All Work and Snow Play- Career Advice From Utah’s Seasoned Ski Bums

It’s a ski bum’s tragic reality: when livin’ the dream takes
a backseat to a “real” job, and the art of powder chasing becomes the curse of
pencil pushing. But for this dedicated crew of people, a simple wintertime
hobby has turned into a lifelong job, whether intentionally or not. The result:
a successful combination of skills and passion that can’t be captured on a
one-page resume. Meet the professional ski bums of Utah.

 

 

Van Edgette

Alta, Lift Department
Director, 38 years

 

There’s no reason to question anything that Van Edgette
tells you. After all, he’s devoted the last 38 years to Alta and knows the ins
and outs of the mountain – and its ski-only policies – better than you. So when
he told me to bring my snowboard and meet him at the resort’s Sunnyside lift on
a recent winter’s morning, I obliged.

 

As director of Alta’s lift department, Edgette can, to some
degree, do what he wants to do. Like, for instance, bringing a journalist up Alta’s
lifts on a snowboard. Dumbstruck by my once-in-a-lifetime fortune, I ask Edgette
if he often has the power to make new rules at Alta. “Nah,” he responds as we
skate past the confused lifties. “I don’t make the rules. I break them.”

 

Fortunately, Alta’s slow pace works in his favor. Most of
the lifts may have been swapped out and upgraded throughout his lift department
tenure, but the laid-back, carefree vibe remains the same. “You gotta screw up
pretty bad to get kicked out of Alta,” he says after an unsuccessful attempt to
sneak me on another lift. “I hope I didn’t do that today.”

 

Edgette, who wasn’t a skier at the time, moved to Alta in
the mid-70s simply to hang out. Of course, he quickly learned how to ski during
his first season as a liftie, which required at least some basic skill to get
down from Albion lift, and he hasn’t missed a winter since. But even then,
skiing wasn’t his only priority. “I used to bring my guitar to the lift, and a
few of us used to jam all the time. In the buckhorn, at the top of the lift…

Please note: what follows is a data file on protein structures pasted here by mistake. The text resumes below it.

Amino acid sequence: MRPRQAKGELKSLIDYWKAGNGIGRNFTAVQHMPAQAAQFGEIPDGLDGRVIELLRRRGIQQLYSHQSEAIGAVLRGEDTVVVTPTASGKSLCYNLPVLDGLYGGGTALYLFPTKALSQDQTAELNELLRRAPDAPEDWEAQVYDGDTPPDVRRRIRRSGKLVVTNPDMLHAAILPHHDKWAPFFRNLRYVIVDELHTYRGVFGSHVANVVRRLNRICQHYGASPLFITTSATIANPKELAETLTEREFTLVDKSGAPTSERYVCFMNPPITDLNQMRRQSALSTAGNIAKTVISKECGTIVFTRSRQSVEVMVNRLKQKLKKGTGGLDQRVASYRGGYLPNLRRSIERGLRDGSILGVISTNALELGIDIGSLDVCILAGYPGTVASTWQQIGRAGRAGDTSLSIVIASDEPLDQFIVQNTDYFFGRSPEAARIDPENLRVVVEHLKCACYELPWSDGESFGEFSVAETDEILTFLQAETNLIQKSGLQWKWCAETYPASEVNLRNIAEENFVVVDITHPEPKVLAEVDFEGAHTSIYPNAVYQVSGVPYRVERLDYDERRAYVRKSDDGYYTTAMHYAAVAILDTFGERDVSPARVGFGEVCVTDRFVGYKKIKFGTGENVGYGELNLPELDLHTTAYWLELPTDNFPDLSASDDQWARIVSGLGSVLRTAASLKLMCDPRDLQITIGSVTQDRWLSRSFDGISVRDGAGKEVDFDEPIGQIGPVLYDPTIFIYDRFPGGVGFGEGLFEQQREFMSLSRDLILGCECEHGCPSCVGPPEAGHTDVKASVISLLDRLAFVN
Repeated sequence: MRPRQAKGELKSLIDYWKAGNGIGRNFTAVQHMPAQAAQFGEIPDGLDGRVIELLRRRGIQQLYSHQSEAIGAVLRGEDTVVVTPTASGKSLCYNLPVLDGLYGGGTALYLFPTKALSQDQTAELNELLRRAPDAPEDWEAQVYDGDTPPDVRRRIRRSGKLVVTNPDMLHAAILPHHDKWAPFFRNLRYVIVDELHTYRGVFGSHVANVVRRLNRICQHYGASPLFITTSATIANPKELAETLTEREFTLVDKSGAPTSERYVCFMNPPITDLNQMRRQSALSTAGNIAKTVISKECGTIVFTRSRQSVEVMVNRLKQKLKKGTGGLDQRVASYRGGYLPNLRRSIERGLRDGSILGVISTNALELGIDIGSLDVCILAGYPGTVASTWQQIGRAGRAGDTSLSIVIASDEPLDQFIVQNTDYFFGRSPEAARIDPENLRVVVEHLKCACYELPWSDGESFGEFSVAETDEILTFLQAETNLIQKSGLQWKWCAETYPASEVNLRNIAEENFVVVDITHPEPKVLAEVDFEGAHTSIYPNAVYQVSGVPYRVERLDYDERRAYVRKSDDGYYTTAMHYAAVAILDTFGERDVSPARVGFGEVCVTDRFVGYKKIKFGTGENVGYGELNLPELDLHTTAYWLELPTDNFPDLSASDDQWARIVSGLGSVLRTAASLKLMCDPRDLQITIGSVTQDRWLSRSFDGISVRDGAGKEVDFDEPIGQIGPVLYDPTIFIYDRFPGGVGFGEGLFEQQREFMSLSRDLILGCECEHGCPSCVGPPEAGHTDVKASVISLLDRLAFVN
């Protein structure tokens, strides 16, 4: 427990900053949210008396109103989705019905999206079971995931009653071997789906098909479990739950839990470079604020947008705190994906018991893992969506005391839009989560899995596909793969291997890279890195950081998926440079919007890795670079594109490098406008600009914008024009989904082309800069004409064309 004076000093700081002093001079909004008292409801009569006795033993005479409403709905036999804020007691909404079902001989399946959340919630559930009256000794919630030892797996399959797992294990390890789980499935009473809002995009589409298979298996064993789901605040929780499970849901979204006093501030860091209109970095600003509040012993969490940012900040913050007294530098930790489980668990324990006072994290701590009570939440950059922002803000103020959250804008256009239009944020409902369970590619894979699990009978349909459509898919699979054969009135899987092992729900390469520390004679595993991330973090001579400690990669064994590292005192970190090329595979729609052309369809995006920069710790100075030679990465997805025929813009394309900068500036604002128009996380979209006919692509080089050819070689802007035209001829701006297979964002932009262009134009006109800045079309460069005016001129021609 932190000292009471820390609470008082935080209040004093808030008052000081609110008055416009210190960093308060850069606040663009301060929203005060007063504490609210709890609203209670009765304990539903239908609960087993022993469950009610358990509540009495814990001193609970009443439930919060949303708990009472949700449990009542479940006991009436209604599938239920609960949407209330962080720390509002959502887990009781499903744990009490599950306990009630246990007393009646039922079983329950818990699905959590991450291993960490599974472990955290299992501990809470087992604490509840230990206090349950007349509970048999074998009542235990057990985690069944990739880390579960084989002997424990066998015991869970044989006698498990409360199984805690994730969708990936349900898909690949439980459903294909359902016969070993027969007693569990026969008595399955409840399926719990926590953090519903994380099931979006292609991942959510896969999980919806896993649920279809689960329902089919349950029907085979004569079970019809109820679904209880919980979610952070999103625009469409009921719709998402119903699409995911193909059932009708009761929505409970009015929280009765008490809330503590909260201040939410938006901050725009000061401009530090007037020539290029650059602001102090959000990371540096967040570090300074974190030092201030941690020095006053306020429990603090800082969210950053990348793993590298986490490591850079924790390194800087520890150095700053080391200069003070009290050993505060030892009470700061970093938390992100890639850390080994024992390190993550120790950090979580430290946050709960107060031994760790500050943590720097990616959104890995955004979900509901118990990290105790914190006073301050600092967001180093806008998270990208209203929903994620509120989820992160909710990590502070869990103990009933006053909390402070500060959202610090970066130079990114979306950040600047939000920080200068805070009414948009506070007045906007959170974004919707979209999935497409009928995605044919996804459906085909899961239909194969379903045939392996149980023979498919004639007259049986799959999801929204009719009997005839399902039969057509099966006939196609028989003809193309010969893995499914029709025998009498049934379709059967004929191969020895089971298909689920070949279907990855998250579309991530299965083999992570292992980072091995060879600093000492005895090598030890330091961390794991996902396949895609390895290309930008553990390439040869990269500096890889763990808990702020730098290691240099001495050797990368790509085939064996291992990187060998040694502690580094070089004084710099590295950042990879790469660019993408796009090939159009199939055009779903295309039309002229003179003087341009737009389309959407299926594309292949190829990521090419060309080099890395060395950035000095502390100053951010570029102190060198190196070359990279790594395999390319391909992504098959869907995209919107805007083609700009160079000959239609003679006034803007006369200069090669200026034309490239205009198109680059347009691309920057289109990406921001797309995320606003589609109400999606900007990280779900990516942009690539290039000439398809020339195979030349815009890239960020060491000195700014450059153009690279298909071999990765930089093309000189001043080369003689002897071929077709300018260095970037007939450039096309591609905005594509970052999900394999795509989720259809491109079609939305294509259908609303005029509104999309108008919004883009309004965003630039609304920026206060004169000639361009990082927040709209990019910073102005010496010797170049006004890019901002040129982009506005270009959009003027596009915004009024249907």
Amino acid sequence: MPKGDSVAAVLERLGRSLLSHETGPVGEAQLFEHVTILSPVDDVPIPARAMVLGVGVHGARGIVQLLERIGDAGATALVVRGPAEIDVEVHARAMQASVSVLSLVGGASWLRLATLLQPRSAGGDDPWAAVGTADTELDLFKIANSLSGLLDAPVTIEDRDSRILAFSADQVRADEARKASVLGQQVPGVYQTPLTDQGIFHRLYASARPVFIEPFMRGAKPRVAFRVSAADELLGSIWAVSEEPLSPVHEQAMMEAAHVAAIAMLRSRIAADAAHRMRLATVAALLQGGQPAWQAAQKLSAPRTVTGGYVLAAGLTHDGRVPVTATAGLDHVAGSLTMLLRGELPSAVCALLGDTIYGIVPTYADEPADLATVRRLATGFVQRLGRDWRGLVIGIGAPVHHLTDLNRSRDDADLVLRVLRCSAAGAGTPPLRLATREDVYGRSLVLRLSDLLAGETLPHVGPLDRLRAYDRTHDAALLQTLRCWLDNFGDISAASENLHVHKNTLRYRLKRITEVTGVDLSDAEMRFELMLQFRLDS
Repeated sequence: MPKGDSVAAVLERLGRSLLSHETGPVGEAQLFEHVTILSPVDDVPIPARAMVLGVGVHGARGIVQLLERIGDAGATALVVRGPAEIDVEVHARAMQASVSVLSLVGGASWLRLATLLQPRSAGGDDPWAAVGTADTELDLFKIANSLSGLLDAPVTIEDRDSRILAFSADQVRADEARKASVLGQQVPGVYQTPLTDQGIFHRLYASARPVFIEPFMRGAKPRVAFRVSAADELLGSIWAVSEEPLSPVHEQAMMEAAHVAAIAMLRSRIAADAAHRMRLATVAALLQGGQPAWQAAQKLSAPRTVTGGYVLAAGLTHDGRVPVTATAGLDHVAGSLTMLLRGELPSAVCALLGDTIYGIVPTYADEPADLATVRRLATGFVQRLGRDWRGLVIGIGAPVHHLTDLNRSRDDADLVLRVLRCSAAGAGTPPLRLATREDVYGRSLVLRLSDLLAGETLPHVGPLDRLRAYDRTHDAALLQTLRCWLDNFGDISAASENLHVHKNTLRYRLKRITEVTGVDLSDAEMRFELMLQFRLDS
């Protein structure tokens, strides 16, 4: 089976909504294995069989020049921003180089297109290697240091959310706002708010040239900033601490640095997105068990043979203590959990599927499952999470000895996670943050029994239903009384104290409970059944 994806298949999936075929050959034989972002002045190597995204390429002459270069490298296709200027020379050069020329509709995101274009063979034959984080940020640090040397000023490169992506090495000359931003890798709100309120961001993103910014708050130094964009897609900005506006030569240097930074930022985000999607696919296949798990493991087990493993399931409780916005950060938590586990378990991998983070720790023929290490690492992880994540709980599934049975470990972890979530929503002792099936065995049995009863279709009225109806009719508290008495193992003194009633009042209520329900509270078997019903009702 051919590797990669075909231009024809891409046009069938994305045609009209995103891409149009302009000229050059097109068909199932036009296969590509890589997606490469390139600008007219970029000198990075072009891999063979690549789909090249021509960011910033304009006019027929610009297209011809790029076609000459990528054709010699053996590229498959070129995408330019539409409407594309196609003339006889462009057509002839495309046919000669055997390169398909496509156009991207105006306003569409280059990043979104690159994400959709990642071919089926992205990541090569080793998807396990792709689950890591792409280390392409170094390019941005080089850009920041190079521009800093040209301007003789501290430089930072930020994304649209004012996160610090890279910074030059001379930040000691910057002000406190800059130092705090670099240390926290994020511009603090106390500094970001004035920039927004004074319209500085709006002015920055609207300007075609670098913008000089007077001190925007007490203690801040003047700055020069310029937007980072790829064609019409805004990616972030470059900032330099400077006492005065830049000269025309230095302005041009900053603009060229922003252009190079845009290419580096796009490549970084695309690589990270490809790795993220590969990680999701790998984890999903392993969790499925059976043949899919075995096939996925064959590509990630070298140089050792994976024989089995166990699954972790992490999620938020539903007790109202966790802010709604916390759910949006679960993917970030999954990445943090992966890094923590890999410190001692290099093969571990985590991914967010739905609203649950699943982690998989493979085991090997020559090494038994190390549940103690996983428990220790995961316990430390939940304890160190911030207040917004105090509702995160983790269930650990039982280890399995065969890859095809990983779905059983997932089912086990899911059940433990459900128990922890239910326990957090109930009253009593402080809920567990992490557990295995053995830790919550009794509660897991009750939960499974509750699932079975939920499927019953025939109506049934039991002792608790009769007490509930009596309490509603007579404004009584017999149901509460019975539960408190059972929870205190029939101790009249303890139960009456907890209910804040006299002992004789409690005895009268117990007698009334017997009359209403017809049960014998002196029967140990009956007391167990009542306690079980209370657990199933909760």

Ron, [a former ski patroller and Edgette’s old fiddle-playing friend], even
dropped by last month, and we jammed out like we did back then.”

 

No matter how many upgrades are made or high-speed,
detachable lifts are installed, it’s clear that Alta, and Edgette’s enthusiasm,
is rooted in a longevity that transcends any ski trend. “The scene is pretty
much the same,” reflects Edgette. “It’s the old school mentality here. People
come to Alta to ski. Not for the service or the food. The people here just like
to have a good time. It’s like any big family, where everyone knows everyone.”

 

 

Peter “Mongo” Schory

Snowbird, Winter
Mountain Operations Director, 40 years

Peter “Mongo” Schory has amassed a long resume of mountain
jobs since growing up in Aspen, but for the past 40 years, he’s called Snowbird
home. Quite literally, too. In the last seven months, Mongo, a longstanding
employee housing resident, can count the number of times he’s driven down
Little Cottonwood on one hand. “My job is to be here,” he explains to me from the
resort’s ski patrol shack atop Hidden Peak.

 

True, he’s got a few responsibilities being Snowbird’s
director of winter operations who oversees a couple hundred employees, but he’s
taken it upon himself to be more of a paternal role model than an iron-fisted
boss. “Everyone loves me,” he says jokingly, before explaining his rationale. “I
try to manage, mentor, coach and be a historian. I’d be disappointed if all of
[my employees] didn’t believe in me.”

 

When he first started at Snowbird, Mongo, whose typical
work-ski-party-ski-work-ski routine could have been the premise for any cult
classic ski movie, was working his way up the ski patrol ranks and wasn’t so
concerned with taking such a humanitarian approach. “We were a bunch of skiers
that wanted to throw bombs and ski pow,” he recalls. But while that’s still a
perk for the rookie and veteran patrollers every year, Mongo notes that the
role of a ski patroller has certainly evolved. “People can’t do stupid things
and get away with it anymore. You have to be more accountable. At any time,
this mountain can take you out.”

 

As former director of the snow safety and ski patrol
departments, Mongo and his red coat brethren do all they can to help skiers and
riders – including themselves – avoid the wrath of Ma Nature. With a few dozen howitzers,
avalaunchers and hand charge routes in Snowbird’s possession, the
responsibility to keep people safe comes with some serious power. “It’s a tough
game. Lots of liability and machinery. But it’s a great lifestyle,” he says.

 

So great, in fact, that it’s hard for him to trump his own
skiing accomplishments, personally and professionally, when he chooses to bow
out of the ski business. “When I leave here, I’ll probably never ski again,” he
says. “Once you’ve tasted the good stuff, everything else is crud. I’ve always